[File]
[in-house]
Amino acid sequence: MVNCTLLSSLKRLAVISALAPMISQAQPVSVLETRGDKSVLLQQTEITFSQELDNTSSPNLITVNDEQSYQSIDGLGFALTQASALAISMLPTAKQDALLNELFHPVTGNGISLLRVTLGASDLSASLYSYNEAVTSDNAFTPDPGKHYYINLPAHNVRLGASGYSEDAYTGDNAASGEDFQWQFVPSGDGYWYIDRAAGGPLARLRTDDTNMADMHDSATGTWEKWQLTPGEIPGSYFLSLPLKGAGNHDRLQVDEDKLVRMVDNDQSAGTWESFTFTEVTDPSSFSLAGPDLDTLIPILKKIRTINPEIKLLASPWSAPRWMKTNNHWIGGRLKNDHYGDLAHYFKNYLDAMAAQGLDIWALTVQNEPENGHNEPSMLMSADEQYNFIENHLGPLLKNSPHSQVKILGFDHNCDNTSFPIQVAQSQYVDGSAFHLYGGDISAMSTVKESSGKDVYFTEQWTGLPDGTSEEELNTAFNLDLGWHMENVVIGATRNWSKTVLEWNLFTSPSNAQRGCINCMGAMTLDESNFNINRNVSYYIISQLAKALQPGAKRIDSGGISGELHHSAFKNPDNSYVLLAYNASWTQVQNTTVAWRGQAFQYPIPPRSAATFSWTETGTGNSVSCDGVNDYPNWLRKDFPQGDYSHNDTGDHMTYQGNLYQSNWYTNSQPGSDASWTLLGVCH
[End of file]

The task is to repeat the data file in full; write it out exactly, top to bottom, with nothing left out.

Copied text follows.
[in-house]
Amino acid sequence: MVNCTLLSSLKRLAVISALAPMISQAQPVSVLETRGDKSVLLQQTEITFSQELDNTSSPNLITVNDEQSYQSIDGLGFALTQASALAISMLPTAKQDALLNELFHPVTGNGISLLRVTLGASDLSASLYSYNEAVTSDNAFTPDPGKHYYINLPAHNVRLGASGYSEDAYTGDNAASGEDFQWQFVPSGDGYWYIDRAAGGPLARLRTDDTNMADMHDSATGTWEKWQLTPGEIPGSYFLSLPLKGAGNHDRLQVDEDKLVRMVDNDQSAGTWESFTFTEVTDPSSFSLAGPDLDTLIPILKKIRTINPEIKLLASPWSAPRWMKTNNHWIGGRLKNDHYGDLAHYFKNYLDAMAAQGLDIWALTVQNEPENGHNEPSMLMSADEQYNFIENHLGPLLKNSPHSQVKILGFDHNCDNTSFPIQVAQSQYVDGSAFHLYGGDISAMSTVKESSGKDVYFTEQWTGLPDGTSEEELNTAFNLDLGWHMENVVIGATRNWSKTVLEWNLFTSPSNAQRGCINCMGAMTLDESNFNINRNVSYYIISQLAKALQPGAKRIDSGGISGELHHSAFKNPDNSYVLLAYNASWTQVQNTTVAWRGQAFQYPIPPRSAATFSWTETGTGNSVSCDGVNDYPNWLRKDFPQGDYSHNDTGDHMTYQGNLYQSNWYTNSQPGSDASWTLLGVCH